By Selene Raj
Kimberly Krawczyk is not a hero — or, at least, she would prefer if you didn’t call her one.
An educator of 16 years from Delray Beach, on February 14, 2018, she was teaching a freshman geometry honors class in room 1257 at Marjory Stoneman Douglas when a killer with an AR15 attacked.
Krawczyk did her best to protect her 25 students, who all survived the massacre. But, they had to walk over seven of their deceased schoolmates to exit the 1200 building. Their experience has undeniably traumatized them in ways that most people cannot relate to.
“When you love kids, and you want to teach them and help them grow, and then you walk over dead bodies, sometimes you just think nothing good is ever going to happen again,” she said.
And, for a long time, she managed that trauma and grief while still believing that joy might never return — until one day it did.
Coral Springs Police Sergeant Jeff Heinrich, who had carried a student out of the building, was also struggling to cope. Neither of them knew it at the time, but both he and Krawczyk’s lives would be forever changed when he confided in his friend Andre Sadowski, a former officer, who bred service dogs.
The couple learned about Krawczyk’s work holding her former classroom together, years after their experience.
“We do everything together—get pizza, talk, we do Zoom, almost everybody shows up to at least one thing,” said Krawczyk about the “1257 group.”
They’re the reason she has continued to teach, and after they graduate, she plans to retire.
“I just ordered the kids‘ Christmas gifts, and I’m writing their last letters of recommendation, and it’s been tough—a lot of tears,” she said.
The couple insisted on gifting her with a service dog to help her refocus on herself, even after her initial protests.
So, in August, she met the four-month-old pup who would transform her life forever, reuniting her with a version of herself she believed no longer existed. A German Shephard, his name is Archimedes, that she calls Archie for short.
“He saved my life, literally,” she said, “There were a lot of moments where I didn’t know how to move forward.”
Courtesy of Steadfast, and the help of fundraising, Archie is also being trained by a certified K9 Master Trainer, specializing in obedience, socialization, Early Neurological Stimulation, and bringing comfort to survivors.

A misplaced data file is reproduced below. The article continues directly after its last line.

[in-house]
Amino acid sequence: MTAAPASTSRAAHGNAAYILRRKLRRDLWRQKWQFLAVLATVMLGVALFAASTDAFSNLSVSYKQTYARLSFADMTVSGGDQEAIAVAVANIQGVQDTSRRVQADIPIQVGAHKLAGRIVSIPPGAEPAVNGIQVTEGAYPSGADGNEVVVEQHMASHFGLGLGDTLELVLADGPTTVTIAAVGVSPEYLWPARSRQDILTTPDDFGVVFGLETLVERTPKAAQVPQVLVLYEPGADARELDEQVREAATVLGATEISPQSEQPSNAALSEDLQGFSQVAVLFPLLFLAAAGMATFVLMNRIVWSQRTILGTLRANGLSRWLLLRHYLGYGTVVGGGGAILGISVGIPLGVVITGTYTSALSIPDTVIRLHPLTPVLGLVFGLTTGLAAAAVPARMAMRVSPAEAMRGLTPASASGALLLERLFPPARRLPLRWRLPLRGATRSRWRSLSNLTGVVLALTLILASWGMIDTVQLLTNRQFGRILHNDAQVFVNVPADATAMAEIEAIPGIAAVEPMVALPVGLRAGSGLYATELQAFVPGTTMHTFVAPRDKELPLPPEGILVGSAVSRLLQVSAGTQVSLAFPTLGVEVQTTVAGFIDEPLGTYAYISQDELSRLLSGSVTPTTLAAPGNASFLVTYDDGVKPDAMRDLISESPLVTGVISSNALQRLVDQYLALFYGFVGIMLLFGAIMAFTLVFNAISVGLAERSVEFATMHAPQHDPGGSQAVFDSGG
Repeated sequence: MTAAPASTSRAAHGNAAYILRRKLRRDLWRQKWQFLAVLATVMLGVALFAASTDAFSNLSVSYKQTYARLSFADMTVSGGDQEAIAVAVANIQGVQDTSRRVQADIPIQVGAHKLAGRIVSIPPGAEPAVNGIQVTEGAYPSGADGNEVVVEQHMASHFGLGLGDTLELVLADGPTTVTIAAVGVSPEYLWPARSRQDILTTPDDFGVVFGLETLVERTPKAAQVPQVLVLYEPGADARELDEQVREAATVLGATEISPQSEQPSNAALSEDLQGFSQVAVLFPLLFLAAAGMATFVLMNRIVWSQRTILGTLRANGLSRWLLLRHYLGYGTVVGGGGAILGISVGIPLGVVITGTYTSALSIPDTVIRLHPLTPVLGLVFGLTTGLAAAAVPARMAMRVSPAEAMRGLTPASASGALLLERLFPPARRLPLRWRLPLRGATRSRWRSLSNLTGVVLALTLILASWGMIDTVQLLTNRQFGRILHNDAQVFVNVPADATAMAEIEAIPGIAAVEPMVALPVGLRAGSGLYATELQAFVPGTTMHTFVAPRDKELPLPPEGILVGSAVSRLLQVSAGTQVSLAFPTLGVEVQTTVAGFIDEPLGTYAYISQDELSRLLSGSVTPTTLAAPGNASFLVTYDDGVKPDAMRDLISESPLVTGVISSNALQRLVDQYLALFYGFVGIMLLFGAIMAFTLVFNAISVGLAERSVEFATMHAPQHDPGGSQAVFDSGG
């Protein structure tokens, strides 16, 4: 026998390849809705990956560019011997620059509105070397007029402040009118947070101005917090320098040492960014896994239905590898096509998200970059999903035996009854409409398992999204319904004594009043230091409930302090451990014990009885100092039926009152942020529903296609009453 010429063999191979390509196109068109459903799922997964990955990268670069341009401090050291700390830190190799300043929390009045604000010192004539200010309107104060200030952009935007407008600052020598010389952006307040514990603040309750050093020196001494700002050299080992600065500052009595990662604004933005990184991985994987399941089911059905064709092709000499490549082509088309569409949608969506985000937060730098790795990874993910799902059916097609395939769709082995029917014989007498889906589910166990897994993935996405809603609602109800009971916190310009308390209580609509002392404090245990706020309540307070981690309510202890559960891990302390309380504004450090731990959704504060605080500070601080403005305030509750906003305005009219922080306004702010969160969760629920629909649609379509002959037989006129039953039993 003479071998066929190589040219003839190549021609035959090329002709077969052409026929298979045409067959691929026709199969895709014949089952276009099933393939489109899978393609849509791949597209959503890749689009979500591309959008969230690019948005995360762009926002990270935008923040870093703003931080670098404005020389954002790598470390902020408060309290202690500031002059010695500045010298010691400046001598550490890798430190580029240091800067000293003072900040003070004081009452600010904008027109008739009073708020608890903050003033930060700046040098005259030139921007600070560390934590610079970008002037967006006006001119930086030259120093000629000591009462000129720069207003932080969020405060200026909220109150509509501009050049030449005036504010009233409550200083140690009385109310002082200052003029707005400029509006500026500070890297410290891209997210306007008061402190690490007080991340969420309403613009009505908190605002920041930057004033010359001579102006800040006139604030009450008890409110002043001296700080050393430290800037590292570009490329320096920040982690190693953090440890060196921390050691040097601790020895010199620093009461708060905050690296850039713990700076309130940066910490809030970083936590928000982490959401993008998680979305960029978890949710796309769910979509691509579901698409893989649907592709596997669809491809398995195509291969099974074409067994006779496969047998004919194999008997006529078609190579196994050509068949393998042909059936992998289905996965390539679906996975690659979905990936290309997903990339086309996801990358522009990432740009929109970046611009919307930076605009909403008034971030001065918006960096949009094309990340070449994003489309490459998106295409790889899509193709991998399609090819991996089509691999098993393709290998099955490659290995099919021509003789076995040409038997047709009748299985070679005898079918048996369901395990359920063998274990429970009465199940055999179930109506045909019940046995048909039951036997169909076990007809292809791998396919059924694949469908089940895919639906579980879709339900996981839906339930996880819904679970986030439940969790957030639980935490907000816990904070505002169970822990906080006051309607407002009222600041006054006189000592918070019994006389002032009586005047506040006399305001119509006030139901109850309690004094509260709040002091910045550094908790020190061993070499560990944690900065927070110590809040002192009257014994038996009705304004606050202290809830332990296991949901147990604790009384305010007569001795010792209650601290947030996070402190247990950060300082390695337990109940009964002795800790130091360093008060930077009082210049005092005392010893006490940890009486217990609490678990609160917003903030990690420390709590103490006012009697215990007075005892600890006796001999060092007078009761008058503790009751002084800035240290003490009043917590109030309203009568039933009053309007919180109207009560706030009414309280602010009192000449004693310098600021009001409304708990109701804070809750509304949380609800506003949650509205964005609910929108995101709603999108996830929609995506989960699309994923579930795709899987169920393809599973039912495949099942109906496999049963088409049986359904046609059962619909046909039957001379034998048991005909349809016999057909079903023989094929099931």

He is calm, affectionate, and helpful in ways she couldn’t have imagined — making her feel safe and better. He was also trained to help her do things she wasn’t able to do because of PTSD, like stay in a grocery store when there was a loud noise or leave her apartment when the fire alarm went off.
“He makes me feel like I have one more reason to get up,” she said.
Archie accompanies Krawczyk to school every day, helping her in and out of the hallways. Also, he serves as a campus emotional support animal. When Krawczyk sees Archie playing with her students and how happy he makes them, it puts her in a much better place.
“He makes me more available to the people around me, even in times that are trying and troubled — he reminds me of what’s good,” she said.
She said Archie keeps her focused, and when he’s around, she’s a better human.
“When I have someone to take care of, I remember how caring I am, and it reminds me of how much I’m capable of,” she said, “And all of a sudden, I can try to get back to who I was, and that’s big.”
Of course, there isn’t a one-size-fits-all recipe for finding joy after a tragedy. She has had the love and support of her children and family, consistent and professional therapy, and the bond with her 25 MSD kids — the 1257 group.
However, Archie seems to have been the missing ingredient, and she is forever grateful to have found him.
“I don’t know what my life would look like with Archie. He keeps me going.”
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- Selene Raj is a writer and a Florida International University graduate. Born in Trinidad and raised in America, she completed her Master’s in Mass Communications in 2020 and has been living in Coral Springs since 2004. She is passionate about the communities she lives and works in and loves reporting and sharing stories that are as complex and meaningful as the people who live in them.
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